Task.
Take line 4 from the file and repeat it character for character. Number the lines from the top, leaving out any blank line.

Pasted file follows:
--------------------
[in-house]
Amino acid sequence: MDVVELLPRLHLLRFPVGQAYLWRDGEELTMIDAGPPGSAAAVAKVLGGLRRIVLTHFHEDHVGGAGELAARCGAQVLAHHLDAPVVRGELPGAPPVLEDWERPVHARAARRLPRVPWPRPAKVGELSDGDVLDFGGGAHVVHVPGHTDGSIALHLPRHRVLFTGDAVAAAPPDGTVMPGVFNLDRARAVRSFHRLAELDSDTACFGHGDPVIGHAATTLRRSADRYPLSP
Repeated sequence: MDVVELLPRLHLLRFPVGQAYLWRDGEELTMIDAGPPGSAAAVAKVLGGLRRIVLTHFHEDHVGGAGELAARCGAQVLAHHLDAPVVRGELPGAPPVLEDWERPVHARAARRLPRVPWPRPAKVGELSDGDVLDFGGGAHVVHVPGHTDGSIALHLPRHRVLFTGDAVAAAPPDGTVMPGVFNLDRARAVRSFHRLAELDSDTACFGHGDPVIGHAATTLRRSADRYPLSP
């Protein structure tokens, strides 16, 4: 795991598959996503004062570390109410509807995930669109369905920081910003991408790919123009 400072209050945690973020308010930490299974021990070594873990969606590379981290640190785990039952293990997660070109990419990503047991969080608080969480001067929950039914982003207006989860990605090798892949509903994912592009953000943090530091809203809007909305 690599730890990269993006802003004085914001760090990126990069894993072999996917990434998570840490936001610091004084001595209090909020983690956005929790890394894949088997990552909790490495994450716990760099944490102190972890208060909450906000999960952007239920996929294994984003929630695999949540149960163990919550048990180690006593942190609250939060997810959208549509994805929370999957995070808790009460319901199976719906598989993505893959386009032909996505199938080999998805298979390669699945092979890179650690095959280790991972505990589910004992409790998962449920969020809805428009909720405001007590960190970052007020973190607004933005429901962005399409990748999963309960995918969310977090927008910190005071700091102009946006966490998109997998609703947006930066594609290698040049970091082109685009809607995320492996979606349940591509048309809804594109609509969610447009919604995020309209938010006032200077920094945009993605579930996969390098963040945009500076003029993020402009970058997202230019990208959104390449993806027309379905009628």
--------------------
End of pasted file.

């Protein structure tokens, strides 16, 4: 795991598959996503004062570390109410509807995930669109369905920081910003991408790919123009 400072209050945690973020308010930490299974021990070594873990969606590379981290640190785990039952293990997660070109990419990503047991969080608080969480001067929950039914982003207006989860990605090798892949509903994912592009953000943090530091809203809007909305 690599730890990269993006802003004085914001760090990126990069894993072999996917990434998570840490936001610091004084001595209090909020983690956005929790890394894949088997990552909790490495994450716990760099944490102190972890208060909450906000999960952007239920996929294994984003929630695999949540149960163990919550048990180690006593942190609250939060997810959208549509994805929370999957995070808790009460319901199976719906598989993505893959386009032909996505199938080999998805298979390669699945092979890179650690095959280790991972505990589910004992409790998962449920969020809805428009909720405001007590960190970052007020973190607004933005429901962005399409990748999963309960995918969310977090927008910190005071700091102009946006966490998109997998609703947006930066594609290698040049970091082109685009809607995320492996979606349940591509048309809804594109609509969610447009919604995020309209938010006032200077920094945009993605579930996969390098963040945009500076003029993020402009970058997202230019990208959104390449993806027309379905009628």